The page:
Note: The following article was published in the capital of Hagatna (formerly Agana), on the island of Guam, a U.S. possession. News of its appearance was delayed by slow oceanic communications.
Professor Akbar Ahmed, of the American University School of International Service, the nation's largest school of international affairs, reaffirms in "Journey into Islam: The Crisis of Globalization" (2007) that "irrespective of gender, age, ethnicity, or nationality," and whether poor or rich, farmer, cab driver, president or king, the vast majority of Muslims see the Prophet Muhammad their "ultimate role model," and that "the most important problem" facing Islam is their perception that Islam is being deliberately distorted or attacked by the West.
Ahmed begins his book by quoting what he terms "chilling words, presaging more murder and mayhem," pronounced by a young South Asian Muslim named Aijaz Qasmi, a chief ideologue of Deoband, preeminent madrassah (religious educational center) of South Asian Islam: "The actions of Osama bin Laden, Hezbollah, Hamas, and the Taliban, even if they kill women and children, are perfectly justified in Islam."
But interactions and subsequent dialogue brought a change of heart to this South Asian ideologue.
Islam's positive and negative relationships with the West greatly influence a future path to peace or to violence. With one out of five persons on this Earth a Muslim, including 2.5 million Americans, and one of the 57 Muslim nations a nuclear state, with a few others aspiring to become nuclear, condemning the Muslims' Prophet or branding their religion as murderous and a sworn foe in "a looming 'World War III'," because of man like Qasmi, is not a smart way to win hearts and minds. It gives legitimacy to the radicals who have hijacked Islam for political purposes and has pushed Muslims to men like Osama bin Laden.
Thanks to Google, I enjoy educating myself by reading a variety of translated writings from Arabic, Persian, and Turkish media and analyses of trends in the Middle East by the Middle East Media Research Institute. Readers should see anti-terrorism cartoons in the Arab press: Qatar's April 13, 2007 "Al-Sharq" and Saudi Arabia's April 13, 2007 "Al-Madina" ran a cartoon of a man wearing a hood, carrying a machine gun on his back, reading the Koran upside-down. A satirical poem by female Saudi journalist Wajeha Al-Huwaider is on Arabic reformist Web sites: "When clerics are referred to as 'scholars,' don't be astonished, you are in an Arab country."
In the United States, the non-profit "Free Muslims Coalition," and the "Center for Islamic Pluralism," are anti-militant Islamists. The "American Islamic Forum for Democracy," based in Phoenix and led by medical doctor M. Zuhdi Jasser, a former U.S. Navy lieutenant commander, is active in the struggle against Islamism.
Those who allege Muslims are silent may have not read enough.
The Washington Institute for Near East Policy executive director Robert Satloff argues in "How to Win The War of Ideas" in the Nov. 10, 2007 Washington Post that the war "against the spread of the ideology of radical Islamism" is "not a popularity contest about" the United States on the world stage, but "a battle for political power among Muslims."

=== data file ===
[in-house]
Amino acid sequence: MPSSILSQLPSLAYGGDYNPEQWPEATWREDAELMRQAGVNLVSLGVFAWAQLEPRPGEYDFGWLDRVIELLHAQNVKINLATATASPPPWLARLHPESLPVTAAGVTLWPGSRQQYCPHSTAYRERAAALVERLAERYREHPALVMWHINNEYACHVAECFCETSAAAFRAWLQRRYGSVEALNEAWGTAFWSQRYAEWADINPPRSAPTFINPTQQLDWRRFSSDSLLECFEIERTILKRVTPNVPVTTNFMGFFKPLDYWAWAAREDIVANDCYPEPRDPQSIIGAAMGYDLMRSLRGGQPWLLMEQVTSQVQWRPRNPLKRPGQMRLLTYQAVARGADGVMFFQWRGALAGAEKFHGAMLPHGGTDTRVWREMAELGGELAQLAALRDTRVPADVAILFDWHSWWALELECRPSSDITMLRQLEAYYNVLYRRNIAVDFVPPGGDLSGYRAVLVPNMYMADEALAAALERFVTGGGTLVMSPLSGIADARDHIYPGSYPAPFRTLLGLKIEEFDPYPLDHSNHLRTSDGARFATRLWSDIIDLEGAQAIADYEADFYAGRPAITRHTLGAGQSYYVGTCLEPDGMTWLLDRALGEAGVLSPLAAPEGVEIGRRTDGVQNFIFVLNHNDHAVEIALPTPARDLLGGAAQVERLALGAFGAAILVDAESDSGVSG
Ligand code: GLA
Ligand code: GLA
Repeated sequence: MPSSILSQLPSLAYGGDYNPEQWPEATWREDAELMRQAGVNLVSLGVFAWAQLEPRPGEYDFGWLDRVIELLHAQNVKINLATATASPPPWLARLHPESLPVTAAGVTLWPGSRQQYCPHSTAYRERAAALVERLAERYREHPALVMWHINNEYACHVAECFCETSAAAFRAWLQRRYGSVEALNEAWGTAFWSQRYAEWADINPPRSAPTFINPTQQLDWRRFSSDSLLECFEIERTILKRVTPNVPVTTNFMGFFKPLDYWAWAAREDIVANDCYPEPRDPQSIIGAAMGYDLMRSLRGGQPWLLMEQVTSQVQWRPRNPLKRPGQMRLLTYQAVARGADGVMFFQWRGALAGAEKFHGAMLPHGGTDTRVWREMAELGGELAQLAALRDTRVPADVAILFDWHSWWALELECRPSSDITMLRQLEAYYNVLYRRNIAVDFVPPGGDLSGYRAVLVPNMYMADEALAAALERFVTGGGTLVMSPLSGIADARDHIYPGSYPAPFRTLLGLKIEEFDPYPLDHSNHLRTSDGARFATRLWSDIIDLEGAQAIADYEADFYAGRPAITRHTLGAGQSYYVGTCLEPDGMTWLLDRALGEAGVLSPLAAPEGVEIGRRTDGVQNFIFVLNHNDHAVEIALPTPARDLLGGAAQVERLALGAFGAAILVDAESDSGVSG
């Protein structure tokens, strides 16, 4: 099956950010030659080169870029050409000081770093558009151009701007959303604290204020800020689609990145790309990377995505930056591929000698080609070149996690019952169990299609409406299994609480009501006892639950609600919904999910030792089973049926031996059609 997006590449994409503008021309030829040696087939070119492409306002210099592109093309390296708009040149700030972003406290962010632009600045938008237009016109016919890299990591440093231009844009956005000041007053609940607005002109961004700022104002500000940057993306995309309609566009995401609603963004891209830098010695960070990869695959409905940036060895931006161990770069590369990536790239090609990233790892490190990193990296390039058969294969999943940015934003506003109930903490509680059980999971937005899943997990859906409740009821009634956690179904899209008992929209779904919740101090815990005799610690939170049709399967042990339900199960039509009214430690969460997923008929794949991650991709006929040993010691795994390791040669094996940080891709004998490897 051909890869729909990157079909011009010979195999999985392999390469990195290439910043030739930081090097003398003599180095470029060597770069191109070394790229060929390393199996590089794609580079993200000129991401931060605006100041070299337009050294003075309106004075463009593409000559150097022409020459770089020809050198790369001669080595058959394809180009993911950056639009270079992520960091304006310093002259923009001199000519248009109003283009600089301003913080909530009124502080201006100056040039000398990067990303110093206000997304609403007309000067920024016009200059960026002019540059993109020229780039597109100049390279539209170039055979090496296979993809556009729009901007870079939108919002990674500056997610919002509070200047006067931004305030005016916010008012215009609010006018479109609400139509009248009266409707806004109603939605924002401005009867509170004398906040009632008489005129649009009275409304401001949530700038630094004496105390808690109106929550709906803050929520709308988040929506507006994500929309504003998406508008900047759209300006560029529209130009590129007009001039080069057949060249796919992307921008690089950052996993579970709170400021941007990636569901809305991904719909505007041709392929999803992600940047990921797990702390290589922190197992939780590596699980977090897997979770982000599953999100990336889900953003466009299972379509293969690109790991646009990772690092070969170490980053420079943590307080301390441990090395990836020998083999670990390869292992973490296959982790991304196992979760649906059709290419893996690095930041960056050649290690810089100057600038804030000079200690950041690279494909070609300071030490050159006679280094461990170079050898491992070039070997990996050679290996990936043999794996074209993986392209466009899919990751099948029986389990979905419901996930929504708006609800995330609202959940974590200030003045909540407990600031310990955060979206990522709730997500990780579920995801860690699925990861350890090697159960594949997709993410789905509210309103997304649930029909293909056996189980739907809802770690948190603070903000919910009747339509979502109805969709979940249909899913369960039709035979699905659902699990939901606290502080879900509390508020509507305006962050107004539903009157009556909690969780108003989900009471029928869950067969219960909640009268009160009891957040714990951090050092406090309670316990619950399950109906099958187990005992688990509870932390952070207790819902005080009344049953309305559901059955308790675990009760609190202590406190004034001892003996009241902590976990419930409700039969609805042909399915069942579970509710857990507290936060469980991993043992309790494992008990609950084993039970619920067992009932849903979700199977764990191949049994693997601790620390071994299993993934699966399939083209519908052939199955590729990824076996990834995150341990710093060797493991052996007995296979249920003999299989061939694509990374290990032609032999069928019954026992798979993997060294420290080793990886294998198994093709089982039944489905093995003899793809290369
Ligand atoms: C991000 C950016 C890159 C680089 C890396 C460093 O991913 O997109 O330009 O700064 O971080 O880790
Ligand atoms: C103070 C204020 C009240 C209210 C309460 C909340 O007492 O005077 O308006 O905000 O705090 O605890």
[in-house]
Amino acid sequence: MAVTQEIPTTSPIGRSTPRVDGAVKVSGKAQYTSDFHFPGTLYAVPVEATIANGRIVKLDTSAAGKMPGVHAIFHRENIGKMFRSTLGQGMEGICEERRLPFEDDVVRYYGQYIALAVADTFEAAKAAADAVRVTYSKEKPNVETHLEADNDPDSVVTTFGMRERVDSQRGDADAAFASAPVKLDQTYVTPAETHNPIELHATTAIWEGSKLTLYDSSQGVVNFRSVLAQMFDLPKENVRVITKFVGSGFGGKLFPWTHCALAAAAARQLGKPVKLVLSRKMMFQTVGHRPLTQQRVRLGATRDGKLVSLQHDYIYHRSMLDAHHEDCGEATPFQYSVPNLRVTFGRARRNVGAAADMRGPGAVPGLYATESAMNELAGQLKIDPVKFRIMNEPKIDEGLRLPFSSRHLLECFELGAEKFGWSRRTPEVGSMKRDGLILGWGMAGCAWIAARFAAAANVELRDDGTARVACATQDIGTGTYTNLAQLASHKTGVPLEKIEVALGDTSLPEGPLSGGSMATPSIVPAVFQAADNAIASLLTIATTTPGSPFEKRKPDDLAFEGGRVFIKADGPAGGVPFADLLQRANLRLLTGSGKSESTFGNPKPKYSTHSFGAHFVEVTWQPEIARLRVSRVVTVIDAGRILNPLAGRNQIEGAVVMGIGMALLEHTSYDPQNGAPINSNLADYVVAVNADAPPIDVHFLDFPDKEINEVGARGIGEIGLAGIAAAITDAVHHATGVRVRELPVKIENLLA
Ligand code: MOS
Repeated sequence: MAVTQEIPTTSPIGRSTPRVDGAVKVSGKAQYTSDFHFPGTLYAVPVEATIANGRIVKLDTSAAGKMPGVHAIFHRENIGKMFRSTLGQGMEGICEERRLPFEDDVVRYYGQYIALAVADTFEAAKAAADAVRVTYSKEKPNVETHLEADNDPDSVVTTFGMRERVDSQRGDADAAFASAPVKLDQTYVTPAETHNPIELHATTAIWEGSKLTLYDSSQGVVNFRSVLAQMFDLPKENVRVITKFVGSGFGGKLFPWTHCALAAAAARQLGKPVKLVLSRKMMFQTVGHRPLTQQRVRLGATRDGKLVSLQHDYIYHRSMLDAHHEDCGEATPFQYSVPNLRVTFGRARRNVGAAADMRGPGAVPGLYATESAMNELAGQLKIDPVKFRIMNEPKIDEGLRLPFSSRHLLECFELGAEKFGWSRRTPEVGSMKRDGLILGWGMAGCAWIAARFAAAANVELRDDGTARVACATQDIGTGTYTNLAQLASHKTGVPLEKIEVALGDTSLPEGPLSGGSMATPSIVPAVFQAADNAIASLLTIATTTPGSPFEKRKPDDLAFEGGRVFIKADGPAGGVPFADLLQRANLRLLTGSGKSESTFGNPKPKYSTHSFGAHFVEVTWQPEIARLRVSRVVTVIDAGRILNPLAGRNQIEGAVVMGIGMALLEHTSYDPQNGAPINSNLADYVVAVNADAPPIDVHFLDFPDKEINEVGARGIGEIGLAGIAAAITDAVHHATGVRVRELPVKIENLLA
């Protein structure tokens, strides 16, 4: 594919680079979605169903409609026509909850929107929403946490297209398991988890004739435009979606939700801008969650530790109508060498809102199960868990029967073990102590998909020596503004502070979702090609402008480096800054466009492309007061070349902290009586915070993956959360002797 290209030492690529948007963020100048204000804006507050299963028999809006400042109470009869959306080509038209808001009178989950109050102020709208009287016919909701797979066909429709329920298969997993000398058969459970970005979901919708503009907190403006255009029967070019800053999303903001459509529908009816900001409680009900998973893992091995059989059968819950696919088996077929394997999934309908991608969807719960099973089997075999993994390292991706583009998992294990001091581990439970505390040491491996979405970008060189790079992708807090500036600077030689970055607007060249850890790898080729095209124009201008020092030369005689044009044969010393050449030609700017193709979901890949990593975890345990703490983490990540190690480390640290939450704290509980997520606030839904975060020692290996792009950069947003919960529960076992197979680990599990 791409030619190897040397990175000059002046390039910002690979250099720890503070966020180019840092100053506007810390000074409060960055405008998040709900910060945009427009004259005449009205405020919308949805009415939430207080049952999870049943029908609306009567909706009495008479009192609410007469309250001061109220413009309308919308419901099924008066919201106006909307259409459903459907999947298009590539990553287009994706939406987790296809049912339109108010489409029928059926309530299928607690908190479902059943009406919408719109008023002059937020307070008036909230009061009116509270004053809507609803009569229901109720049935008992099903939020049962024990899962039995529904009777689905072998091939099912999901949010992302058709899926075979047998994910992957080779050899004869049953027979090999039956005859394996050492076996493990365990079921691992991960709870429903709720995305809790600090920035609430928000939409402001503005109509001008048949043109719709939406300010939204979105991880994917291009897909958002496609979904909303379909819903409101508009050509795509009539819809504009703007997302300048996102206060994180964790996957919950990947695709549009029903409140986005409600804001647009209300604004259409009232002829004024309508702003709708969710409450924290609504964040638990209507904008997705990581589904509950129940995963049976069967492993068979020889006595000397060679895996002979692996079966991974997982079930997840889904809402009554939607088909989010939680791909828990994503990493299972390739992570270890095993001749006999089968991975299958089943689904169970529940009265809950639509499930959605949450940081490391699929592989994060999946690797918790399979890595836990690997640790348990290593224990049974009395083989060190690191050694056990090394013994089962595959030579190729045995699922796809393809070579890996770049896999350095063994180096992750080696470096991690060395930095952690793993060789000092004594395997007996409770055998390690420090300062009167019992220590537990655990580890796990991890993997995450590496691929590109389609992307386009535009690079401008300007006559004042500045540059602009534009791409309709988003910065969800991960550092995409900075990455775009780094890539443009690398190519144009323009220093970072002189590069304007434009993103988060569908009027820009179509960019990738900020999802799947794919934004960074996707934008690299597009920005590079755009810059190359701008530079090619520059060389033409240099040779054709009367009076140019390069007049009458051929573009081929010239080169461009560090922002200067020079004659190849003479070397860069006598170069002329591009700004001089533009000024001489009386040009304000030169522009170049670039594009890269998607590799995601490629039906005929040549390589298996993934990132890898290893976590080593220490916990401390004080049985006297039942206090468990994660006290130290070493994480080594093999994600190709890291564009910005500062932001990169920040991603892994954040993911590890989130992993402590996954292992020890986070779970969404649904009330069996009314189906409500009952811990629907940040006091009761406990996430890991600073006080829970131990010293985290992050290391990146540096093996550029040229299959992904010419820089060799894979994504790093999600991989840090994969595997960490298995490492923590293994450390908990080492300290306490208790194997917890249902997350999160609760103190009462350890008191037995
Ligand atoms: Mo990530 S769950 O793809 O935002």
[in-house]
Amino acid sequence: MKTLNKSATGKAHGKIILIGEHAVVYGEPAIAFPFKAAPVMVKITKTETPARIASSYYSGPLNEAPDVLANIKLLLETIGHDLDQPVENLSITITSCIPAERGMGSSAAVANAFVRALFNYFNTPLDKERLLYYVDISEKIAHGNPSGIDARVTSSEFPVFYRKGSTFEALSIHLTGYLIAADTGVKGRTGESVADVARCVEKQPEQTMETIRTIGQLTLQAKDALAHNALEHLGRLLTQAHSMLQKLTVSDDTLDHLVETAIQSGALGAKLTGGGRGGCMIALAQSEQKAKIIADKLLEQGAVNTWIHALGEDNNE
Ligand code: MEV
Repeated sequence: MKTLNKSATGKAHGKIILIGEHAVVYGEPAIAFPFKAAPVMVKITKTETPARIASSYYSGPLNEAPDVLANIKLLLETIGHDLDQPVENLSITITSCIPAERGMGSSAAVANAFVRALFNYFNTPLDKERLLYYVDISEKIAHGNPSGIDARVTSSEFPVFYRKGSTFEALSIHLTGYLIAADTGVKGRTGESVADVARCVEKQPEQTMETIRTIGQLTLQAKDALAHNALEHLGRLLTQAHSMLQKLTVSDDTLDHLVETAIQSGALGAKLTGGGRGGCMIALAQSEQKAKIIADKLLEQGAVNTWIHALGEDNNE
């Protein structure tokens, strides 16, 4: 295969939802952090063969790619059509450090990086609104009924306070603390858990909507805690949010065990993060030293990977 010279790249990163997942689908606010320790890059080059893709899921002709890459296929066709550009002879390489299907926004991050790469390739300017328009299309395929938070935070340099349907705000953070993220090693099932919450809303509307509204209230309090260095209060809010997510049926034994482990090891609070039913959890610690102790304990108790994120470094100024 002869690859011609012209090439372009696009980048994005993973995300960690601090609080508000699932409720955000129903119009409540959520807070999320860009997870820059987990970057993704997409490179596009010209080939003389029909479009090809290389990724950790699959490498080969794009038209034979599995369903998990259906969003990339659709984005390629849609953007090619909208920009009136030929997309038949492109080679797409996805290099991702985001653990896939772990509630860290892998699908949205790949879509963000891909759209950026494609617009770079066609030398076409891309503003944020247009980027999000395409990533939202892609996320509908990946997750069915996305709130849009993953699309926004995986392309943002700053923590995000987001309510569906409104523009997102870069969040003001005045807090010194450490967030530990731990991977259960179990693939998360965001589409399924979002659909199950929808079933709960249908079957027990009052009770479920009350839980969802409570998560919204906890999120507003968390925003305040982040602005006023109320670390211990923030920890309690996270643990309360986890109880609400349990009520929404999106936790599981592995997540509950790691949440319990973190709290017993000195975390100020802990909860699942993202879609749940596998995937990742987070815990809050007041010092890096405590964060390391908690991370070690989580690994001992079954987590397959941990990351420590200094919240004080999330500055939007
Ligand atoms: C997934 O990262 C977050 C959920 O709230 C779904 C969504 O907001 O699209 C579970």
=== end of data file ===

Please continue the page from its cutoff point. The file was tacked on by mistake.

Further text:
They lose, we lose.
Satloff calls on the United States to "give anti-Islamists the moral, political, financial, technological and material support they need" for this struggle.
"If anti-Islamists fail, they lose, we lose," posits Satloff, "no bump in America's poll numbers will ever offset the gravity of the defeat."
This brings me back to last week's tale of two grandfathers, a Jew and a Muslim, talking and modeling themselves for the followers of the Abrahamic faiths, Christianity, Islam, and Judaism, on how to reach understanding and peace.
University of California/Los Angeles computer science professor Judea Pearl, 71, born in Tel Aviv, studied in America and became a citizen in 1971. His son, Danny Pearl of the Wall Street Journal, was beheaded by terrorists in 2002 in Karachi. One week after, Pearl and his wife, Ruth, created the Daniel Pearl Foundation with "dialogue" as central in the foundation's work. Pearl's "revenge" is to "spread friendship" whereas terrorists "spread division."
Ahmed, 64, a native of Allahabad, British India, is a national of Pakistan. He grew up in Karachi, and was a Pakistani civil servant. His earlier book, "Islam under Siege" (2003) is another must-read. British educated, he has had a career as a Pakistani diplomat and as a visiting professor at Harvard, Cambridge, and Princeton. He resigned from the civil service, joined the American University, and arrived in Washington, D.C., just weeks before Sept. 11, 2001.
Since then, Ahmed's life has become an "interfaith dialogue."
On the night of Danny's death, Ahmed stopped for a moment of prayer. Asked why he cared so much for a non-Muslim, Ahmed replied: "This is really a great crisis for us in human society."
"I weep for Danny Pearl and I weep for Pakistan," he said. A few months later, Pearl and Ahmed discussed what they could do together.
In 2003, the local American Jewish Committee invited professors Pearl and Ahmed to a dialogue at Pittsburgh, Pa., about the divisions between Muslims and the West, and between Muslims and Jews -- a one-time deal.
But Pearl and Ahmed have never ceased traveling and speaking in the United States and around the world. Their two guiding principles: No issue is taboo, and there must be respect at all times.
In dialogue, they look for common ground, listen, understand the other's strength, and learn from one another.
A. Gaffar Peang-Meth, Ph.D., is retired from the University of Guam, where he taught political science for 13 years. Write him at [email protected].
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